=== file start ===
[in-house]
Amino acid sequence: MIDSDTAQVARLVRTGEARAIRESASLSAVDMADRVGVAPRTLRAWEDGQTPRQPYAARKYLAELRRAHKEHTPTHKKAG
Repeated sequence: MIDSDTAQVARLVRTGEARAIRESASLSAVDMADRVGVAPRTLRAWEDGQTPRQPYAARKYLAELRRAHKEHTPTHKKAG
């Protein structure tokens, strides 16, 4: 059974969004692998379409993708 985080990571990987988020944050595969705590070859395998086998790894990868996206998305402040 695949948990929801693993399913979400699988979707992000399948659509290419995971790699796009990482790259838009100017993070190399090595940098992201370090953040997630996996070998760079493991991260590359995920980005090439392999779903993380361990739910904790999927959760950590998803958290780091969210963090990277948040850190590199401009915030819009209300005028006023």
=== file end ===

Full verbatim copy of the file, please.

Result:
[in-house]
Amino acid sequence: MIDSDTAQVARLVRTGEARAIRESASLSAVDMADRVGVAPRTLRAWEDGQTPRQPYAARKYLAELRRAHKEHTPTHKKAG
Repeated sequence: MIDSDTAQVARLVRTGEARAIRESASLSAVDMADRVGVAPRTLRAWEDGQTPRQPYAARKYLAELRRAHKEHTPTHKKAG
């Protein structure tokens, strides 16, 4: 059974969004692998379409993708 985080990571990987988020944050595969705590070859395998086998790894990868996206998305402040 695949948990929801693993399913979400699988979707992000399948659509290419995971790699796009990482790259838009100017993070190399090595940098992201370090953040997630996996070998760079493991991260590359995920980005090439392999779903993380361990739910904790999927959760950590998803958290780091969210963090990277948040850190590199401009915030819009209300005028006023």